10 Kasım 2012 Cumartesi

The Comparison of Three Fraud Cases; Enron, Tyco, Parmalat

We have tried to explain three famous fraud cases that have affected the whole globe. Each of these cases has their own characteristics and their management style was different than the others. In order to give a brief explanation about these three cases we have conducted the following table which will give the summary of what has happened, who has participated, etc.
Frauds
Enron
Tyco
Parmalat
Business Area
·   Energy
·   Electronic components, health care, fire safety, security, and fluid control
·   Food
Where?
·   USA
·   USA
·   Italy
Bankruptcy?
·   Yes
·   No
·   Yes
How?
·   Inflated their financial statements
·   Borrowing money from partnerships which are not real, so put the borrowing money to the subsidiaries, not loans
·   CEO accused of stealing money from the company
·   Tyco’s CEO, CFO, and CLO received USD 170 million in loans without informing the shareholders
·   CEO spend more than USD 135 million under unpaid debt, charity expense and company expenditure for real estate
·   CEO transferred funds to his own account.
·   A scanning machine was used to forge certain Bank of America documents, which were then sent to auditors who certified the Bonlat unit’s accounts.  The prosecutors have already named roughly twenty people in a probe that began in mid-December 2003.
Difference
·   There is a cash crisis
·   There is no cash crisis
·   There is not a cash crisis but lack of cash
Audit companies
·   Arthur Andersen
·   PWC
·   Grant Thornton
·   Deloitte, after 1999.
Audit company’s fault
·   Not paying attention to the inflated financial reports
·   Shredding documents related to Enron
·   Missing hundreds of millions of dollars in unreported, misappropriated and misrepresented compensation shared among Tyco high level of management.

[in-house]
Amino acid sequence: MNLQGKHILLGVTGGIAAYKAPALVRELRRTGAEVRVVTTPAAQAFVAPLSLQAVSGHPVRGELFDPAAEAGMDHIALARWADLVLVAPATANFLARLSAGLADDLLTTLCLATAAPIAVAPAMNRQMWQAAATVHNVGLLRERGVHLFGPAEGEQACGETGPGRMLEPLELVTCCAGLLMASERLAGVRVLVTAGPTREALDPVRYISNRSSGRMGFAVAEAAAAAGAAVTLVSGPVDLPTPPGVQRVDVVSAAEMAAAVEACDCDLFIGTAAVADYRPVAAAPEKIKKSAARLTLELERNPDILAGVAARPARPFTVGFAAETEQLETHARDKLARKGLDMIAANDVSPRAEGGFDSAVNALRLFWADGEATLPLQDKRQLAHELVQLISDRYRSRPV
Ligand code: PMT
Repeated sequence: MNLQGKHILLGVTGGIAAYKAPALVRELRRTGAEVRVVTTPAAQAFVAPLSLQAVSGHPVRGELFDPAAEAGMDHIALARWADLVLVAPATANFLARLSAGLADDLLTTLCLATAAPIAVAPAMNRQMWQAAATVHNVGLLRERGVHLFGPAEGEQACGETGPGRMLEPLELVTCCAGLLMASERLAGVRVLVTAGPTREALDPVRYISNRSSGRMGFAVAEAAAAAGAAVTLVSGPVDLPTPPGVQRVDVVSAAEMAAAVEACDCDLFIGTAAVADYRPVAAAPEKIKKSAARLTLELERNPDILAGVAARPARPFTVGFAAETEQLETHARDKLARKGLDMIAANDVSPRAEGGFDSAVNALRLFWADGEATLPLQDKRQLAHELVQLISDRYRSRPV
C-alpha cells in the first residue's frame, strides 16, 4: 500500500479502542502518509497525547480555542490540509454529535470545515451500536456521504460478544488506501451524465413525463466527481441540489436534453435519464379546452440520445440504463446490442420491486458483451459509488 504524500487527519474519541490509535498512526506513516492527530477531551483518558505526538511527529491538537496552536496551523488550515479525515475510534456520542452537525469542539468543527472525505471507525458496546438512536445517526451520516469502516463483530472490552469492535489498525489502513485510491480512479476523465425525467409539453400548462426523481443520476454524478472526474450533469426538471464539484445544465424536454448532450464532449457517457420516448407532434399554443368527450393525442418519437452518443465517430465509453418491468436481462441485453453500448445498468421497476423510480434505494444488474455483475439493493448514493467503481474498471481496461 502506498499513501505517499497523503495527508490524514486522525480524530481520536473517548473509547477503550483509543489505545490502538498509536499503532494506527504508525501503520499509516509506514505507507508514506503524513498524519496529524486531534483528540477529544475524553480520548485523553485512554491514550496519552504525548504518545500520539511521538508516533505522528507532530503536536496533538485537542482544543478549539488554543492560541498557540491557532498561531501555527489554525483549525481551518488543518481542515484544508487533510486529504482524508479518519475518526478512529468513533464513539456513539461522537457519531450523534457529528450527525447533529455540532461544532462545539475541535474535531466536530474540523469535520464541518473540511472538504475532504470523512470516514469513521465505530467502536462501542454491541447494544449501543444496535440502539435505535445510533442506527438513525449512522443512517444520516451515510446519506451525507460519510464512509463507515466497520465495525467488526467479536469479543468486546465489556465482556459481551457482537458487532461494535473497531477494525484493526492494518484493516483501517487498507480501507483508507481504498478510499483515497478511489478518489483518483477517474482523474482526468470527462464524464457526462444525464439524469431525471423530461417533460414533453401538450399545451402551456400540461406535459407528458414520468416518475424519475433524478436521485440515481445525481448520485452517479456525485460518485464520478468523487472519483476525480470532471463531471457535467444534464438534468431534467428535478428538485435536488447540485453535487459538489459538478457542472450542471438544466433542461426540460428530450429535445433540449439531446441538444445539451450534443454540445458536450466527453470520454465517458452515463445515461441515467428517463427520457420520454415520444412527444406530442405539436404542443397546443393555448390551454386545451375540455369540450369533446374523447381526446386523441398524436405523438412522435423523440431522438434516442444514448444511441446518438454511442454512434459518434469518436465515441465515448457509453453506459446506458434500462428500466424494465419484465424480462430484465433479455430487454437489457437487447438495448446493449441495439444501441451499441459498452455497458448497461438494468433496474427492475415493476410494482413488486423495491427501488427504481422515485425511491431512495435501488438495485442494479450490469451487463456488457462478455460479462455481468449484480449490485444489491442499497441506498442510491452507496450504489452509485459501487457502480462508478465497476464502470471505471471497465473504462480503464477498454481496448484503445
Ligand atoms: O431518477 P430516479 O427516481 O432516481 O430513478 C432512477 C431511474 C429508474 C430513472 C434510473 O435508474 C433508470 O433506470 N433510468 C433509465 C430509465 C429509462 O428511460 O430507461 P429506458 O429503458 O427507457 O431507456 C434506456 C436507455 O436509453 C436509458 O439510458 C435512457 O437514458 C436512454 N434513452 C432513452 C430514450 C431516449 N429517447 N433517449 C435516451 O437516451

·   Grant Thornton and Deloitte’s auditors had not checked if the cash balance in Bank of America is true or not.
·   They based on the letters that were fraudulently intercepted and altered, allowing the deception to continue.
What happened to audit company?
·   Its licenses and right to practice were surrendered
·   This effectively ended the company's operations.
·   PricewaterhouseCoopers paid the SEC USD 5 million to settle alleged violations of auditor independence from 1996 to 2001

How to prevent?
·   If the auditor company had been audited carefully by a superior council or by any supreme regulation board,
·   If the legal regulations that are used in the relations of auditor and the client had been previously stated well,
·   If the banks had used their expertise units for determining the operational scope of the company,
·   If the auditor company had previously informed and forced Enron about not transferring the debts to other subsidiaries,
·   If the auditor company had understood that it might affect their reputability in the whole globe,
·   If the rating agencies and the regulatory institutions had previously analyzed Enron case by making consolidated reports including the subsidiaries,
·   If the regulation centers had put rules about the former CEO or responsible people of Auditor companies to work on the companies which are audited by the same corporation,
·   If not only an auditor company but also a different governmental organization had participated in the audit,
This big fuss would have never happened
·   The auditor must be changed with a new one regularly in a certain predefined period of time.
·   The former auditor must be very careful and must pay attention to the international standards and fraudulent transactions since the new auditor may find their mistakes and their reputation will decrease accordingly.
·   If this accounting firm had reported these suspicious transactions to higher councils the magnitude of the burden would have never been like this.




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